BACKGROUND: One of the current hypotheses to explain the proinflammatory immune response in IBD is a dysregulated T cell reaction to yet unknown intestinal antigens. As such, it may be possible to identify disease-associated T cell clonotypes by analysing the peripheral and intestinal T-cell receptor (TCR) repertoire of patients with IBD and controls.

DETAILS: Bulk TCR repertoire profiling of both the TCR alpha and beta chains was performed using high-throughput sequencing in peripheral blood samples of a total of 244 patients with IBD and healthy controls as well as from matched blood and intestinal tissue of 59 patients with IBD and disease controls. It was further characterised specific T cell clonotypes via single-cell RNAseq. Identified a group of clonotypes, characterised by semi-invariant TCR alpha chains, to be significantly enriched in the blood of patients with Crohn's disease (CD) and particularly expanded in the CD8+ T cell population. Single-cell RNAseq data showed an innate-like phenotype of these cells, with a comparable gene expression to unconventional T cells such as mucosal associated invariant T and natural killer T (NKT) cells, but with distinct TCRs.

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Source: Rosati, E., Rios Martini G., Pogorelyy, M. V., et al. (2022). A Novel Unconventional T Cell Population Enriched In Crohn's Disease. Gut. 2022; 71(11): 2194-2204. Published: November, 2022. DOI: XXXXXXXX.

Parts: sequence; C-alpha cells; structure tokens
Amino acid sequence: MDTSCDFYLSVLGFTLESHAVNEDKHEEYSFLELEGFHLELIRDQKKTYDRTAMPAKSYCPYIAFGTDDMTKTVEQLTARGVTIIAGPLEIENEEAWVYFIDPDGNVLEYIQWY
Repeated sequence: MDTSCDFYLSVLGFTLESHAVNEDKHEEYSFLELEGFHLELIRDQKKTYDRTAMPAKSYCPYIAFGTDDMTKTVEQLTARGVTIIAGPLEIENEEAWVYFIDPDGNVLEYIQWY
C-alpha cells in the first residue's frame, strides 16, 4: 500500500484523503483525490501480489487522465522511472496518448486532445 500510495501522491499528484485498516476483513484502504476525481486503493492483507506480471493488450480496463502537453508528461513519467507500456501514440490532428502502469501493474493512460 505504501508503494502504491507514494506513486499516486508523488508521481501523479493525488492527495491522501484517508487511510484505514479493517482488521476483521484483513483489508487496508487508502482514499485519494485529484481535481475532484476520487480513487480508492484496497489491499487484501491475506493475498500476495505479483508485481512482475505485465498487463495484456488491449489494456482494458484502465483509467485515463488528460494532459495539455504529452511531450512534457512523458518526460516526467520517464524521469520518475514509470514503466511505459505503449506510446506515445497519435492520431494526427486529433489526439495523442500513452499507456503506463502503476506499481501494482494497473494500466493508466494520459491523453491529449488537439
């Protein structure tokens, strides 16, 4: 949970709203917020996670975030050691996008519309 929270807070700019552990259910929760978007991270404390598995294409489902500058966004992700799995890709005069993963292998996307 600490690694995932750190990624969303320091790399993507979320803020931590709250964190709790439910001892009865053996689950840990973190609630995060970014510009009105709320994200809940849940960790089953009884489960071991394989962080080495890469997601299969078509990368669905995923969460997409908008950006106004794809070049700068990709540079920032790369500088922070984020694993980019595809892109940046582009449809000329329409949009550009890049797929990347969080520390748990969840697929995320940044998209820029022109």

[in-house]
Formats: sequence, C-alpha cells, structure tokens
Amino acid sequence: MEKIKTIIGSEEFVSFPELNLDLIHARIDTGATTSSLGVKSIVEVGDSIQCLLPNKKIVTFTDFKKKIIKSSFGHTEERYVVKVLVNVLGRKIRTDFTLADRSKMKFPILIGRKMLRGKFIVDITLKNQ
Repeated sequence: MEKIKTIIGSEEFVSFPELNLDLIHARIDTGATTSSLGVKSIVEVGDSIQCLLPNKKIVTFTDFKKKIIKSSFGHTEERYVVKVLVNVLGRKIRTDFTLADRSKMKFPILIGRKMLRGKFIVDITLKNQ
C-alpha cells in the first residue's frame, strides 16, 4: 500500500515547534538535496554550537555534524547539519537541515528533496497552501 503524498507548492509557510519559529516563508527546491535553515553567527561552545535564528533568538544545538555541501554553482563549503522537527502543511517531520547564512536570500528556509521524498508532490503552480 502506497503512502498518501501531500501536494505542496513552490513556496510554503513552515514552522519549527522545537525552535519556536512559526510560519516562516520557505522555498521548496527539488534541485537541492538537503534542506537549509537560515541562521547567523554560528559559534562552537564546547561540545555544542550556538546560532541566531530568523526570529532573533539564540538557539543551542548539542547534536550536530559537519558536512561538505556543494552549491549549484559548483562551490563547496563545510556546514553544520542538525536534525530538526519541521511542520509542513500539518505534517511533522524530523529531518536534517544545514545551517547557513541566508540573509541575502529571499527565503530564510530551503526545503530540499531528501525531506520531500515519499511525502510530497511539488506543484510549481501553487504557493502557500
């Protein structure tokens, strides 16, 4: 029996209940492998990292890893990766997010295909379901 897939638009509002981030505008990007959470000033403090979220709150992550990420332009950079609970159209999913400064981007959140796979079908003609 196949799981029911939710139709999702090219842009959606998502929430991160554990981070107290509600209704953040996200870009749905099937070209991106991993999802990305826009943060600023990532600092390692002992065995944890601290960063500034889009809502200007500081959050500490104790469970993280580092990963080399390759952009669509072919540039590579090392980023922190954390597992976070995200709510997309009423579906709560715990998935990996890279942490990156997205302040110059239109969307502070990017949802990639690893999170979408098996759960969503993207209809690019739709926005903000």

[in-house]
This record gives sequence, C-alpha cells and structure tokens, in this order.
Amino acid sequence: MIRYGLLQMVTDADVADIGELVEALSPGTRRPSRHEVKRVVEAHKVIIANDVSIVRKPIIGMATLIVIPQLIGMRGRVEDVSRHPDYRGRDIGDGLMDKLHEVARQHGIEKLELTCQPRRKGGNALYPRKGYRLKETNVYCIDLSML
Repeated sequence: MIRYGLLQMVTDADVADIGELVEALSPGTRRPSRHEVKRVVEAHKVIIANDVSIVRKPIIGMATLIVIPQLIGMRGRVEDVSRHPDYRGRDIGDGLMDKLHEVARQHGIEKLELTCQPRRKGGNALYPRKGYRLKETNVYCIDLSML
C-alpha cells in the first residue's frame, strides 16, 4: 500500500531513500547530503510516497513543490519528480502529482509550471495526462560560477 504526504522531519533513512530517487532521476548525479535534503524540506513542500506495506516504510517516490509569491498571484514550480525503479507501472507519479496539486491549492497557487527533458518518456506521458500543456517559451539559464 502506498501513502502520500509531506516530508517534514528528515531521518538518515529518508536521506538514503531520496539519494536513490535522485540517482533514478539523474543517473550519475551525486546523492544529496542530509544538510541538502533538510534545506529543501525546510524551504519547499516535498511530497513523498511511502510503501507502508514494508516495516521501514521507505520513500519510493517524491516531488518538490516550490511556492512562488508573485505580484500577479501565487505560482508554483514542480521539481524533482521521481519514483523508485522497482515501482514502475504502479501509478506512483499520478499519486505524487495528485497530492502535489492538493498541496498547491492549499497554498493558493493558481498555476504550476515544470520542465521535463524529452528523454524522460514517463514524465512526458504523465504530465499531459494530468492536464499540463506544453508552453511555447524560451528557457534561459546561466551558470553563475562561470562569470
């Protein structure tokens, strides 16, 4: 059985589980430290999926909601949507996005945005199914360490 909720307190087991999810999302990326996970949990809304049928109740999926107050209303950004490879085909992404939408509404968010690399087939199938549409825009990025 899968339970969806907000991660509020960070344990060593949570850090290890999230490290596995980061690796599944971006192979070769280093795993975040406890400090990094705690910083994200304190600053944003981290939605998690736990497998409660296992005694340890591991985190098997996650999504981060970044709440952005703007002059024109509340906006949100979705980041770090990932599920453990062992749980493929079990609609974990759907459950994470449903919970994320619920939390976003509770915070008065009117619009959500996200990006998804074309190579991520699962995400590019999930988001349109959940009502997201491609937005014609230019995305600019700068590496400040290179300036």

Effectiveness and Safety of Tofacitinib for Ulcerative Colitis

While the overall efficacy and safety of tofacitinib in moderate-severe UC is consistent with clinical trial data, the dose dependent increase in AEs highlights the significance of early dose de-escalation.

source: J Clin Gastro

Summary

Systematic Review and Meta-analysis

[Posted 10/Nov/2022]

AUDIENCE: Gastroenterology, Internal Medicine

KEY FINDINGS: While the overall efficacy and safety of tofacitinib in moderate-severe UC is consistent with clinical trial data, the dose dependent increase in AEs highlights the significance of early dose de-escalation. Rate of clinical response after tofacitinb induction was similar in biologic naive and biologic experienced patients.

BACKGROUND: The objective of our systematic review and meta-analysis was to evaluate the effectiveness and safety of tofacitinib in the treatment of moderate-severe ulcerative colitis (UC).

DETAILS: Authors searched Medline, Embase, Web of Science, and Cochrane Central to identify articles and abstracts reporting efficacy or safety data on tofacitinib use in UC. Primary outcome assessed was remission. Secondary outcomes included clinical response, steroid free remission, and adverse events (AEs). A total of 26 studies were included. The rates of remission were 29.81% [95% confidence interval (CI): 22.37%-37.25%, I2: 90%] at week 8, 32.27% (95% CI: 27.67%-36.88%, I2: 42%) at 6 months and 38.03% (95% CI: 33.59%-42.48%, I2: 0%) at 1-year. Clinical response rates were 59.41% (95% CI: 55.03%-63.94%, I2: 61%) at week 8, 48.99% (95% CI: 36.92%-61.06%, I2: 91%) at 6 months and 50.87% (95% CI: 42.16%-59.58%, I2: 67%) at 1-year. Odds ratio of clinical response at week 8 in biologic naive versus biologic experienced patients was 1.59 (95% CI: 0.54-4.63). Pooled incidence rate for serious infections, major adverse cardiovascular events, and nonmelanotic squamous cell malignancies across all doses was 4.41 per 100-patient years (PYs) (95% CI: 2.32-8.38 per 100-PY, I2: 78%), 0.91 per 100-PY (95% CI: 0.43-1.93 per 100-PY, I2: 37%) and 0.91 per 100-PY (95% CI: 0.61-1.34 per 100-PY, I2: 0%), respectively. Higher dose was associated with an increased frequency of AEs.